The Apiary Year

December
It may be December and it may be cold out there but there are still tasks to do in the apiary.

  • Check the hive entrances.
  • Are they blocked with snow or dead bees. If it is snow then you must be in a colder part of the country than I am. If it is dead bees then do not worry. This is a time of year when the colony may be reducing in size so that there are less mouths to feed over the winter. Just clear them out of the way so that bees can get out if we get any warmer days. Dead bees around the entrance are also a sign that there are live bees inside since otherwise there would be none to “bring out the dead”. The removal of dead bees takes place to a lesser degree all year but in the winter there are fewer scavengers to remove the bodies.

  • Check the rest of the hive for holes.
  • In the case of my hive I have had an issue with the sections warping in this very wet weather. As a result there are gaps between the sections. These I will stuff up with paper and then hold it in place with tape. Hopefuly the bees may be able to provide more insulation on the inside.

  • Treat for varroa
  • It is too late to use something like Apiguard since that requires a warmer temperature to vapourise the varroacide. However there it is possible to treat hives at this time with oxalic acid which can be vapourised and introduced to the hive or it can be dribbled in acoss the frames. This is more complicated topic so there is a separate page on Varroa treatment. What ever treatment you give the hive then make a note of it. Many treatments have to be recorded by law and all treatments should be recorded simply so that you know what worked for you and when.

  • Heft the hives
  • It is reckoned that a hive requires a minimum of 30lbs of stores to see it through the winter. That is the equivalent of 6 or more full brood frames of stores. This is reckoned to be a minimum and a more is desirable. It is too late to feed them syrup. If you introduce syrup at this stage it is likely that it will ferment and give the bees digestive issues. In addition the syrup may drip on the colony as we get warmer days and then colder nights. If the bees do take down some of the syrup then they will expend a lot of energy trying to remove the water. Better at this stage to make certain that they have fondant available. There is a recipe for fondant on the recipe page.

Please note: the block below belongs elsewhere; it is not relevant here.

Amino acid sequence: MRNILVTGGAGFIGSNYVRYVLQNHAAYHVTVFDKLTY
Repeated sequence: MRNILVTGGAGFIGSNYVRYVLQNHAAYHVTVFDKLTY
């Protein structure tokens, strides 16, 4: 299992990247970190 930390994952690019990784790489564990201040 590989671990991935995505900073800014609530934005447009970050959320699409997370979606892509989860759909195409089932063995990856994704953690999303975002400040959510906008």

• Clean your equipment
  • Now is the time to clean all the equipment thoroughly. Anything that can be washed should be washed in a solution of washing soda. Anything that can be charred should get the once over with the blow torch – paying particular attention to the cracks and joints. Anything else might benefit from a few days in the freezer – but you are more likely to be able to do that after Xmas when you are not competing with a turkey for freezer space.

  • Make a Xmas present list
  • Look through your equipment. What would make your work with the bees easier or more fun? Perhaps it is time to treat yourself to a new hive tool. In my case I am considering a refractometer.

  • Register on Beebase
  • Estimates of how many of bee keepers are on Beebase vary but if you are not registered on Beebase then that is one too many.

    Well that is enough for December in the apiary – and you thought you could join the bees and take a break.